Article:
Anathem is a mixed bag of a book, a real doozy if you will. On one hand, Stephenson has managed to deliver one of the most intelligent and eloquent series of ideas I've ever had the privilege to read. On the other hand, I think it's best to be up front about the plot not starting until you're 150-200 pages in. This is a book with middling characters, some downright awful pacing, and some of the most indulgent tangents i've ever read. This is also a book that I feel smarter for reading, and managed to snowball into something that I could not put down until I finished it. I think this is very much a you-have-to-read-it-yourself book, I can see why opinions vary wildly depending on the reader. To anyone looking to read this for the first time I can safely say that you are not wasting your time, and if you can look past the obvious flaws there is a fairly large nugget of gold in here.
I usually try to start a review with a summation of the book, but Anathem is very strange in that what it is about factors heavily into the plot; to describe the premise is to spoil the book, so instead i'll try to describe the world. Anathem takes place on an Earth-like planet called Arbre; Arbran civilization is much older than ours on Earth. Their society is organized around Mathic Concents and the Saecular world a system that has been in place for ovcer 3000 years. The Concents are scientific monasteries/hermitages where the “avout” live in isolation from the outside world. These concents take the form of massive clocks, and the avout who live within are separated by their maths (orders). Depending on the math they join, either a unarian, decenarian, centanarian, or millenarian, the avout can only leave the concent when the gates of the maths open for 10 days during apert every 1, 10, 100, or 1000 years respectively. We join a young decenarian avout named Erasmus on the eve of his first apert.
Let's talk about strengths because this book has quite a few. There has to be something said for the worldbuilding, this is an aspect that I value heavily and while the world of Anathem is a little austere and generally non-techy it is captivating, complete, and atmospheric. Somewhere in between the giant clock compounds and the in-universe dictionary (to which you will probably need to refer) I did start to lose my patience with the depth that's provided but that's complaining about too much of a good thing. More than anything Anathem's biggest strength is its delivery, there are a set of ideas that Stephenson wants to explore, and by god he explores them. This book is a physics, philosophy, art, and rhetoric class rolled into one, this book is definitely meta at times too. Finally, I have to shout out the humor because it definitely helps to break up the dense idea salad Stephenson is serving. This book is funny, and it's not afraid to riff on itself either. Whether it's giving all the tech silly names or commenting on the absurdity of a capitalist economy, or jokes buried in the footnotes/dictionary there's a light-hearted touch that carries on through the bulk of the novel.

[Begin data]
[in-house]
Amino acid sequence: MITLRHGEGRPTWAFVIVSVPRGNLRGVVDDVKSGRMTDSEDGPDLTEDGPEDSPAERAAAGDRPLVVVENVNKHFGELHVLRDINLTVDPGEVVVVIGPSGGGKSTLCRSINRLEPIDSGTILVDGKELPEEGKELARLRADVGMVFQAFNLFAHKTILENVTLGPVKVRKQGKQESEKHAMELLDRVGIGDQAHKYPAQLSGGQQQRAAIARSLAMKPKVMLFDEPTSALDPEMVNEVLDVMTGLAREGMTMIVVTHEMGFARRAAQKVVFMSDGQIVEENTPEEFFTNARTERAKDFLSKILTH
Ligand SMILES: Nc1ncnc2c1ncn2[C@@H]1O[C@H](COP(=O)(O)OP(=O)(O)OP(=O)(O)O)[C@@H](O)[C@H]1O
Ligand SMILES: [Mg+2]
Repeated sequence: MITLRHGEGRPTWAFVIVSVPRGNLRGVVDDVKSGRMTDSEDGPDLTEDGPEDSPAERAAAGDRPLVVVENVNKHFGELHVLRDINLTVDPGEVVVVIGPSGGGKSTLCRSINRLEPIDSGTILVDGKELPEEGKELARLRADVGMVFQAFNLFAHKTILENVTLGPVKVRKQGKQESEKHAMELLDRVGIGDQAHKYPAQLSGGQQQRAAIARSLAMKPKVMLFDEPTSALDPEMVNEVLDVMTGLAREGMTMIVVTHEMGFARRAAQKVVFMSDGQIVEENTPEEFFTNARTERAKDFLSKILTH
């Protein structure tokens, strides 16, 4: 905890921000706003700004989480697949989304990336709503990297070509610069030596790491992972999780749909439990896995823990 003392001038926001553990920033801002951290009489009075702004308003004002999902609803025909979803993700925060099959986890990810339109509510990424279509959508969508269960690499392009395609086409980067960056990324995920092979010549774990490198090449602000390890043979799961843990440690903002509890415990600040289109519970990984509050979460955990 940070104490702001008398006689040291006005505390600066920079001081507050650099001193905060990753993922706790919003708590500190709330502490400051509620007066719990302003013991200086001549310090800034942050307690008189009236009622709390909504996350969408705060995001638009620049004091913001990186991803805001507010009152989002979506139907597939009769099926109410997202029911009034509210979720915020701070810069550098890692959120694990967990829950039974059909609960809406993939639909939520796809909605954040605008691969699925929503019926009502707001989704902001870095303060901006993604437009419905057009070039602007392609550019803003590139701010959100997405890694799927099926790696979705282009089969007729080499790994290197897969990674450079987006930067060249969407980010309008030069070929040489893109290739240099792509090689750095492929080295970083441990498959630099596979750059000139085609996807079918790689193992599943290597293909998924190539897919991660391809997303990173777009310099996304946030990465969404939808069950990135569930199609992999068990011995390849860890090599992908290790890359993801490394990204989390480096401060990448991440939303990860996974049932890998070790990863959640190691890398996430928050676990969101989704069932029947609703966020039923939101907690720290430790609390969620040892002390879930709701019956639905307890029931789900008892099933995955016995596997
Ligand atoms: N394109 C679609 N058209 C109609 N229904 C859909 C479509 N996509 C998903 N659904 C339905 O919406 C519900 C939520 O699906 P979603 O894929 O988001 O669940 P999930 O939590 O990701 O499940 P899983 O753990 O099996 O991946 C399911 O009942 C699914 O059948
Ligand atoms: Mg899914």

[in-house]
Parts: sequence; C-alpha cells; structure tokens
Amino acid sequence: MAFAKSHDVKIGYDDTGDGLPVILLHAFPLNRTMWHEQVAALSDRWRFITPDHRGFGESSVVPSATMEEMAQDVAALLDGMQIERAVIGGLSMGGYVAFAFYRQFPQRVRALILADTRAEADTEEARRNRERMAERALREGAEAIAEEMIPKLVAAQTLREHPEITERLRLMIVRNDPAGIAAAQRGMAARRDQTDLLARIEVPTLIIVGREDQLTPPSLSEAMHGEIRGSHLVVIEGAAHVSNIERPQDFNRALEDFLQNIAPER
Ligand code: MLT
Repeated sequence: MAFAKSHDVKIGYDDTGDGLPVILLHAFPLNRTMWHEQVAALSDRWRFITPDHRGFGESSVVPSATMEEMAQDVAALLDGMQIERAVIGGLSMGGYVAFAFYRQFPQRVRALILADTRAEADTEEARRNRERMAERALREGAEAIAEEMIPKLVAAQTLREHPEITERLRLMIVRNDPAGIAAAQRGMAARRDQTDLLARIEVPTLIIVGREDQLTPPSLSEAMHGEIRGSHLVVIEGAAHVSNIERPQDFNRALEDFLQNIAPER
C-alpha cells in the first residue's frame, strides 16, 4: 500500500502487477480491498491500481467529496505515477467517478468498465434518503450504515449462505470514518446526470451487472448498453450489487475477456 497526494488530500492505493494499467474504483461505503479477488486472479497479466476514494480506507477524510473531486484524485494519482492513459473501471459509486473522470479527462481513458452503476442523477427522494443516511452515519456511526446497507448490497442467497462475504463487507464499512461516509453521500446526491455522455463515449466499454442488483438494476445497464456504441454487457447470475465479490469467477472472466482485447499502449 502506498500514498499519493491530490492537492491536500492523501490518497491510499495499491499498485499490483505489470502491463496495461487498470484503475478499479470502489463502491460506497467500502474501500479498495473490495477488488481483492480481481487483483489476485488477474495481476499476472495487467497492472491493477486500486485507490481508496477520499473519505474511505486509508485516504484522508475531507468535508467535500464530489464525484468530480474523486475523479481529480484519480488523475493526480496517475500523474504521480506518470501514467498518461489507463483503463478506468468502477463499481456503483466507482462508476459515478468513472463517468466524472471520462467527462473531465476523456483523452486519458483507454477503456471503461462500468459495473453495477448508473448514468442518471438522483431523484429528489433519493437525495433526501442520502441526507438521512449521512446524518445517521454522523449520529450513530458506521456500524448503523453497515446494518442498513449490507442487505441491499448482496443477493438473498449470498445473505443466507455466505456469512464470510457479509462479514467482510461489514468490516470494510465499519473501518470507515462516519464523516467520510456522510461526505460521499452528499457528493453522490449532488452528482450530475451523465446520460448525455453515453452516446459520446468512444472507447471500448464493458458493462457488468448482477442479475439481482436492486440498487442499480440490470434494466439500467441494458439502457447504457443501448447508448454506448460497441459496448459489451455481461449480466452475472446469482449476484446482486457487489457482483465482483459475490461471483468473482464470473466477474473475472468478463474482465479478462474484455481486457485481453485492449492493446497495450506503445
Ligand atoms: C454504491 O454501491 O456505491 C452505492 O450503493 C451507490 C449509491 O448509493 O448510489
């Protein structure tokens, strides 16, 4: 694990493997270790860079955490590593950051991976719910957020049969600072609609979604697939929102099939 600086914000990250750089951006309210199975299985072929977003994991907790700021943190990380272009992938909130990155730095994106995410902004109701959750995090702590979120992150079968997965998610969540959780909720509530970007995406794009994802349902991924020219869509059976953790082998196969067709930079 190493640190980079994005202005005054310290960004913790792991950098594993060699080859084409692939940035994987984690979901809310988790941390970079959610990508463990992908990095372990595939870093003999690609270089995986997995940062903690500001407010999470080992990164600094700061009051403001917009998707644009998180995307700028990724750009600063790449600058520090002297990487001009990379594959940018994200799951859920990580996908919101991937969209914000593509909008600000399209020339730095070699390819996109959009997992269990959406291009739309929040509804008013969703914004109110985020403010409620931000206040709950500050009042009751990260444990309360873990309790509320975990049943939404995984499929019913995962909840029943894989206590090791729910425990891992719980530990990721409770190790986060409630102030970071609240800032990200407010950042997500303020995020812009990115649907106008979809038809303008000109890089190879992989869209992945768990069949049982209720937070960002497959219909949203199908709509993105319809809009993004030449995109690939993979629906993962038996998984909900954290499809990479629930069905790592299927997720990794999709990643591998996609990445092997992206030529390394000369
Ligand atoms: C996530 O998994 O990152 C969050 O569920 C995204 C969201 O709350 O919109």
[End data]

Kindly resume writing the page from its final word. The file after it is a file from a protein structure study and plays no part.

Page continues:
This is my first time reading a Stephenson work cover to cover but I've been exposed to a number of excerpts from Cryptonomicon and a number of his short stories. I only mention this because of his style; Stephenson is fond of extremely complex plots & heavily detailed passages and if that sounds headache-inducing here's your first warning to pull the ripcord. Accordingly, Anathem has a very intricate plot that's centered around two schools of thought (I will be using their earth names): Platonic realism and Nominalism. To grossly simplify, Platonic realism is the idea that things outside of the body exist objectively, while Nominalism posits that anything outside the body is simply what we have observed, interpreted, and labeled. The book takes its time developing these concepts, and it does so with that patented Stephenson attention to detail, so to the reader: be patient and attentive.
Anathem is not flawless. It precluded itself from a perfect 5 when I had to learn a completely new vocabulary in the first 15 pages. I know I said that you can never have too much worldbuilding, and it is true that once you decipher the vocabulary it does serve to enhance the story (and in many cases deliver the humor) but there are almost 260 made-up words in this book and it's a burdensome ask. I don't think I would have had as much to complain about if the characters in this book were done better. Outside of their role in the story, they were flat and uninteresting, especially when compared to the emphasis placed on the ideas. It must be said that the characters are not the focus of this book.
What is really holding Anathem back is its pacing. For a plot to not get underway within the first 100 pages is inexcusable, there is very little to hook a reader aside from the worldbuilding early on. The mathic world is fascinating but I can see a lot of people putting this down after one or two, of seemingly endless philosophy lectures or the 10 pages of clock winding early on. Once the plot gets going Stephenson liberally applies the brakes every other chapter with one thought experiment detour after another. In my opinion, the constant distractions ultimately pay off, and understanding the ending is predicated on these philosophical detours. I may have fallen prey to the sunk cost fallacy but as I learned more I had more questions, and that slowly snowballed until I had to know what was going on. I could easily see it the other way.
I came away positive on this book, I saw it said somewhere else but I think I agree, “Anathem is the best book I would never recommend”. 7/10 (Closer to a 3 than a 4)